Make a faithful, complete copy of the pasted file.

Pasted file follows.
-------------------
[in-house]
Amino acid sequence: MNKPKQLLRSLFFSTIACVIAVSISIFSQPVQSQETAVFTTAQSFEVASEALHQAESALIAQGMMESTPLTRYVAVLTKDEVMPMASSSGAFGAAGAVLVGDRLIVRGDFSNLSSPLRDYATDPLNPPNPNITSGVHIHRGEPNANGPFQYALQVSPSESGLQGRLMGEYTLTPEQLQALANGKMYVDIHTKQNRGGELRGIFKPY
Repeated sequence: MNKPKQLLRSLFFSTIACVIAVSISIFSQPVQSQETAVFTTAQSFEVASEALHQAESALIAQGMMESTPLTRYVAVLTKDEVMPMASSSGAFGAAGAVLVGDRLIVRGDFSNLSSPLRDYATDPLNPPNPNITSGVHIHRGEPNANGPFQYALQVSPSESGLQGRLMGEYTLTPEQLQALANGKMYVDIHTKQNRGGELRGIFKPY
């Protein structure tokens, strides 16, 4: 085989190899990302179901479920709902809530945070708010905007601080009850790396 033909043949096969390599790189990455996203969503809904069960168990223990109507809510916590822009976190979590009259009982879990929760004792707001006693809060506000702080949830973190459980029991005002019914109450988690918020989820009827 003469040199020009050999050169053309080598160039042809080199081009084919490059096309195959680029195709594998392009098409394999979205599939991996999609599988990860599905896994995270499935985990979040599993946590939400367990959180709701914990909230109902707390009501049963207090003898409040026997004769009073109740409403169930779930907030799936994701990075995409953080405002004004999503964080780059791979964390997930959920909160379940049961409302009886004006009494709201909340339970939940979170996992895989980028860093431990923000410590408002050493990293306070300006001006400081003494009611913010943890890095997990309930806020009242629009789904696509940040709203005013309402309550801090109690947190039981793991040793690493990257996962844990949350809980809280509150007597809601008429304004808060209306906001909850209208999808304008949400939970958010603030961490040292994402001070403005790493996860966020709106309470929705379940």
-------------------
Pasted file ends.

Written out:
[in-house]
Amino acid sequence: MNKPKQLLRSLFFSTIACVIAVSISIFSQPVQSQETAVFTTAQSFEVASEALHQAESALIAQGMMESTPLTRYVAVLTKDEVMPMASSSGAFGAAGAVLVGDRLIVRGDFSNLSSPLRDYATDPLNPPNPNITSGVHIHRGEPNANGPFQYALQVSPSESGLQGRLMGEYTLTPEQLQALANGKMYVDIHTKQNRGGELRGIFKPY
Repeated sequence: MNKPKQLLRSLFFSTIACVIAVSISIFSQPVQSQETAVFTTAQSFEVASEALHQAESALIAQGMMESTPLTRYVAVLTKDEVMPMASSSGAFGAAGAVLVGDRLIVRGDFSNLSSPLRDYATDPLNPPNPNITSGVHIHRGEPNANGPFQYALQVSPSESGLQGRLMGEYTLTPEQLQALANGKMYVDIHTKQNRGGELRGIFKPY
């Protein structure tokens, strides 16, 4: 085989190899990302179901479920709902809530945070708010905007601080009850790396 033909043949096969390599790189990455996203969503809904069960168990223990109507809510916590822009976190979590009259009982879990929760004792707001006693809060506000702080949830973190459980029991005002019914109450988690918020989820009827 003469040199020009050999050169053309080598160039042809080199081009084919490059096309195959680029195709594998392009098409394999979205599939991996999609599988990860599905896994995270499935985990979040599993946590939400367990959180709701914990909230109902707390009501049963207090003898409040026997004769009073109740409403169930779930907030799936994701990075995409953080405002004004999503964080780059791979964390997930959920909160379940049961409302009886004006009494709201909340339970939940979170996992895989980028860093431990923000410590408002050493990293306070300006001006400081003494009611913010943890890095997990309930806020009242629009789904696509940040709203005013309402309550801090109690947190039981793991040793690493990257996962844990949350809980809280509150007597809601008429304004808060209306906001909850209208999808304008949400939970958010603030961490040292994402001070403005790493996860966020709106309470929705379940």